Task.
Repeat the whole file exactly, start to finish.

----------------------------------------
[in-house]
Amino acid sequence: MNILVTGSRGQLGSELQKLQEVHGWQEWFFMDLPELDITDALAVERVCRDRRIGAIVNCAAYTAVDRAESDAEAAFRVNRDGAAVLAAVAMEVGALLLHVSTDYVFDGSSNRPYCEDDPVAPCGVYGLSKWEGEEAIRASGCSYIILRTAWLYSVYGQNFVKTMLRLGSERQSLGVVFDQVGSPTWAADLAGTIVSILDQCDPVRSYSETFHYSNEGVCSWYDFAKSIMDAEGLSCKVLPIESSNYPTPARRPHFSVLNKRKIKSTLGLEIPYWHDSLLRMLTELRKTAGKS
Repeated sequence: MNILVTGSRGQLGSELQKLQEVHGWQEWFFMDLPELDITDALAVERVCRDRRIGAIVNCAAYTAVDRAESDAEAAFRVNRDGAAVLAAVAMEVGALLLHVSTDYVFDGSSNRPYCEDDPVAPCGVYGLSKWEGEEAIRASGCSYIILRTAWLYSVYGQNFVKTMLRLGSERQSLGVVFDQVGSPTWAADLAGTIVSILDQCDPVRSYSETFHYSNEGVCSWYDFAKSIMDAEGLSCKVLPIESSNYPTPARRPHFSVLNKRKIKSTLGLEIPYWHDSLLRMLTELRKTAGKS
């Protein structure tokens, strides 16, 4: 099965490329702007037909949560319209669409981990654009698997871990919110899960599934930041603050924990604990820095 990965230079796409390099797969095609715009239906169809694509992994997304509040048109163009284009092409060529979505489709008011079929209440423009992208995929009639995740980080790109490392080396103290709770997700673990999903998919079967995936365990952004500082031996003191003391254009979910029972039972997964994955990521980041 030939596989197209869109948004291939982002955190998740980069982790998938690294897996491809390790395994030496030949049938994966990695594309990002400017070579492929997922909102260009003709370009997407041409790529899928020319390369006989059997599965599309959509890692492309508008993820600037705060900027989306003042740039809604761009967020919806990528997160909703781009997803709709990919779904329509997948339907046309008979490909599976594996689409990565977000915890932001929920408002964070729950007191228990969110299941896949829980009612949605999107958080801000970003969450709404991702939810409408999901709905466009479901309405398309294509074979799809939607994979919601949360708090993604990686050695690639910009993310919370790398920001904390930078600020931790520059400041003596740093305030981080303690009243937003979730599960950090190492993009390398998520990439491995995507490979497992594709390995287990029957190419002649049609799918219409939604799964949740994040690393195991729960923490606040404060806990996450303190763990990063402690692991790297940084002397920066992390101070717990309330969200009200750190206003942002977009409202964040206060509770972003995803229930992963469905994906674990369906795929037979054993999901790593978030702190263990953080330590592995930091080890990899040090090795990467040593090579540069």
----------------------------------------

[in-house]
Amino acid sequence: MNILVTGSRGQLGSELQKLQEVHGWQEWFFMDLPELDITDALAVERVCRDRRIGAIVNCAAYTAVDRAESDAEAAFRVNRDGAAVLAAVAMEVGALLLHVSTDYVFDGSSNRPYCEDDPVAPCGVYGLSKWEGEEAIRASGCSYIILRTAWLYSVYGQNFVKTMLRLGSERQSLGVVFDQVGSPTWAADLAGTIVSILDQCDPVRSYSETFHYSNEGVCSWYDFAKSIMDAEGLSCKVLPIESSNYPTPARRPHFSVLNKRKIKSTLGLEIPYWHDSLLRMLTELRKTAGKS
Repeated sequence: MNILVTGSRGQLGSELQKLQEVHGWQEWFFMDLPELDITDALAVERVCRDRRIGAIVNCAAYTAVDRAESDAEAAFRVNRDGAAVLAAVAMEVGALLLHVSTDYVFDGSSNRPYCEDDPVAPCGVYGLSKWEGEEAIRASGCSYIILRTAWLYSVYGQNFVKTMLRLGSERQSLGVVFDQVGSPTWAADLAGTIVSILDQCDPVRSYSETFHYSNEGVCSWYDFAKSIMDAEGLSCKVLPIESSNYPTPARRPHFSVLNKRKIKSTLGLEIPYWHDSLLRMLTELRKTAGKS
């Protein structure tokens, strides 16, 4: 099965490329702007037909949560319209669409981990654009698997871990919110899960599934930041603050924990604990820095 990965230079796409390099797969095609715009239906169809694509992994997304509040048109163009284009092409060529979505489709008011079929209440423009992208995929009639995740980080790109490392080396103290709770997700673990999903998919079967995936365990952004500082031996003191003391254009979910029972039972997964994955990521980041 030939596989197209869109948004291939982002955190998740980069982790998938690294897996491809390790395994030496030949049938994966990695594309990002400017070579492929997922909102260009003709370009997407041409790529899928020319390369006989059997599965599309959509890692492309508008993820600037705060900027989306003042740039809604761009967020919806990528997160909703781009997803709709990919779904329509997948339907046309008979490909599976594996689409990565977000915890932001929920408002964070729950007191228990969110299941896949829980009612949605999107958080801000970003969450709404991702939810409408999901709905466009479901309405398309294509074979799809939607994979919601949360708090993604990686050695690639910009993310919370790398920001904390930078600020931790520059400041003596740093305030981080303690009243937003979730599960950090190492993009390398998520990439491995995507490979497992594709390995287990029957190419002649049609799918219409939604799964949740994040690393195991729960923490606040404060806990996450303190763990990063402690692991790297940084002397920066992390101070717990309330969200009200750190206003942002977009409202964040206060509770972003995803229930992963469905994906674990369906795929037979054993999901790593978030702190263990953080330590592995930091080890990899040090090795990467040593090579540069």